Revamped Indiana HR Resources Web Site Available

Raise your hand if you like saving money and raise your other hand if you like helping your company save money.

(We know you have both your hands in the air right now – go ahead and put them down if you’re getting stares from your co-workers.)

We’ve got great news for those of you who are in the process of putting your hands back down: You can be the star of the company budget by accessing valuable human resources materials at a large discount through the Indiana Chamber’s newly-updated Indiana HR Resources web site.

What are some of those resources? For starters, you can access 15 Indiana HR online guides. That includes the Employment Law Handbook, Model Employee Policies Handbook, Indiana Employment Forms and more, which is a $1,000 value over purchasing the 15 ePublications individually.

In addition, you’ll receive the latest HR news, employment law legislative alerts, the HR Monthly Messenger and have access to employment law/labor attorneys and advisors and HR/employment forms and checklists.

You can also take advantage of a 10% discount on Indiana Chamber publications and regulatory compliance training seminars and conferences throughout the year.

We’ve redesigned the web site and added much more for your money. Those interested in a subscription to the site can access Indiana HR Resources for 12 months for $599. Indiana Chamber member companies can subscribe for $449 for 12 months.

To top it all off, there’s a 10-day free trial to test the waters.

Subscribe online at or call (800) 824-6885 to sign up or for more information.

Empower Your Employees With Compliance Publications, Postings


The Indiana Chamber publishes more than 25 Indiana-specific compliance guides that cover employers’ rights and responsibilities under state and federal laws. These publications will aid your team with compliance issues to avoid costly fines and penalties. Many are also available as ePubs.

One of the most popular is the Employment Law Handbook. The soon-to-be-released 13th edition includes everything employers need to know to stay in compliance with state and federal employment laws.

Among updates:

  • Protections and terms of the new federal Defend Trade Secrets Act of 2016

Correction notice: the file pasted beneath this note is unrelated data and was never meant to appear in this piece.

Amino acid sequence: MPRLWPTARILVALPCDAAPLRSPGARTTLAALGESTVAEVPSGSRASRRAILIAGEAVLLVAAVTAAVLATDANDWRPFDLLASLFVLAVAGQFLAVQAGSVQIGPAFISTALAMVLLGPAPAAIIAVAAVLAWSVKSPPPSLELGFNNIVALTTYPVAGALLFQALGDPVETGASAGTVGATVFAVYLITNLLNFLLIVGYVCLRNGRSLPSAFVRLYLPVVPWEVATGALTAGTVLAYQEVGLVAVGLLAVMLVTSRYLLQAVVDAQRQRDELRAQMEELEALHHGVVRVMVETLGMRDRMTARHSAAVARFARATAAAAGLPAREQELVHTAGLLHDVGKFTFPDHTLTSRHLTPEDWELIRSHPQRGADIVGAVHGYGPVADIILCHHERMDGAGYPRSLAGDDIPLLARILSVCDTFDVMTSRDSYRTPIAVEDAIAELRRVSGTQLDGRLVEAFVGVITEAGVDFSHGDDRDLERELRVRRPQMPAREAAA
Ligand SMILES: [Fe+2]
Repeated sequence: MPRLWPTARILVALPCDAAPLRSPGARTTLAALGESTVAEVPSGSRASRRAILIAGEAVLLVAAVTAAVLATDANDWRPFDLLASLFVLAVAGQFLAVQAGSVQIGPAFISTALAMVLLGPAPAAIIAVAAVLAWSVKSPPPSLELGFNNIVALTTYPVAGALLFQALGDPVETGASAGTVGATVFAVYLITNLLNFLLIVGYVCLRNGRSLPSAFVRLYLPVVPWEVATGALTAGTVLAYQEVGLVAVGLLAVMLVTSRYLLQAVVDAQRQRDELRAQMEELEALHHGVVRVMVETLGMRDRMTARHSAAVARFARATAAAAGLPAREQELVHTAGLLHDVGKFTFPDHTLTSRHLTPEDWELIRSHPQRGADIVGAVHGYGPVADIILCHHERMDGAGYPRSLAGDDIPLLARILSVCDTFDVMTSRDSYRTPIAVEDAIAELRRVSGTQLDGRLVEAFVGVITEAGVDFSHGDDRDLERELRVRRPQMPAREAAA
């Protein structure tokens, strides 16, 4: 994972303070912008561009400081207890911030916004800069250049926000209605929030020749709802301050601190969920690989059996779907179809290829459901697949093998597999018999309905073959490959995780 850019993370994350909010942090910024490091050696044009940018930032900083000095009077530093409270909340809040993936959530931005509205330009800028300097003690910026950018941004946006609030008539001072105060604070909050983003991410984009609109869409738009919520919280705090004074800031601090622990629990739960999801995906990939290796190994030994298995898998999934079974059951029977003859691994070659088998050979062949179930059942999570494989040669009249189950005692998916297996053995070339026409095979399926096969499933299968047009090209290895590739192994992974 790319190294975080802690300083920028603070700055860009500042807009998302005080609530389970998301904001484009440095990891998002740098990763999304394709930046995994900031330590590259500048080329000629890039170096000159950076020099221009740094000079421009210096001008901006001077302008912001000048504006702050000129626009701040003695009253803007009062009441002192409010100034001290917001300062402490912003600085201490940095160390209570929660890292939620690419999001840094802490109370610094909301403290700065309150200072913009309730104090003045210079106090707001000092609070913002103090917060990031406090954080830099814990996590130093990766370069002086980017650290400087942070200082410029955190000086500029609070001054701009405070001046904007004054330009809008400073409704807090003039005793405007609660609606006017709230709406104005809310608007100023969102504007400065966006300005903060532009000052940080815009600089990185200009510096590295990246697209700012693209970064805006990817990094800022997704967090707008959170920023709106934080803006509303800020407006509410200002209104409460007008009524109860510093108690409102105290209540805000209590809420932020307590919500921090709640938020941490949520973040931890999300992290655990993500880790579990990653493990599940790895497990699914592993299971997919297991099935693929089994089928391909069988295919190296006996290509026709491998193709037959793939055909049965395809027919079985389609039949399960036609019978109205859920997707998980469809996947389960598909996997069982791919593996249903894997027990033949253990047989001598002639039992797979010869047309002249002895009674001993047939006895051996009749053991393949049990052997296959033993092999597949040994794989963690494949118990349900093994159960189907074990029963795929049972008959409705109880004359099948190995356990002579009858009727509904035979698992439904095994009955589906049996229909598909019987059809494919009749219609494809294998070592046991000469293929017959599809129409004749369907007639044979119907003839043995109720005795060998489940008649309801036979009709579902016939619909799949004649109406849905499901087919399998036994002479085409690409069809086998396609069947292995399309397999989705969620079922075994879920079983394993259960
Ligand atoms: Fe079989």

• The Seventh Circuit Federal Court of Appeals finding that discrimination based upon sexual orientation violates Title VII of the Civil Rights Act of 1964
  • Updated penalties and fees for immigration violations
  • Changes to the law regarding the employment of foreign nationals and the issuance of visas
  • The National Labor Relations Board’s new decision permitting graduate and undergraduate teaching assistants to unionize

“We want to be the provider for every Indiana business for their employer publications and postings. The Indiana Chamber is the trusted source for that,” remarks Kerri Begley, vice president of business education and events. “We offer a free poster subscription service. Once new postings come out, if you were part of the subscription service, you automatically get that update shipped to you.”

Don’t miss the opportunity to stay informed with mandatory postings on state and federal laws.

Another fall release is the Environmental Compliance Handbook. It contains updated agency contact information, details on the new wastewater management rule, information about biomass and alternative fuels registrations and more.

Sales team veteran Rhea Langdon and new addition Derrence Foster are working hard to connect you with these resources.

To order, access or call Nick at (800) 824-6885.

Chamber Now Offering Publications in PDF Form

Customers spoke — and we listened.

While many devoted purchasers of our human resource and other issue-specific compliance books enjoy the tangible copies, some just wanted searchable information right on their computer. For those folks, we now offer most of our compliance publications in downloadable PDF form.

To purchase, just visit our web site and search through the book categories; you will see a related page offering an "online guide" if we have that book in PDF form. The cost is the same as the hard copy, and they are for credit card purchase only.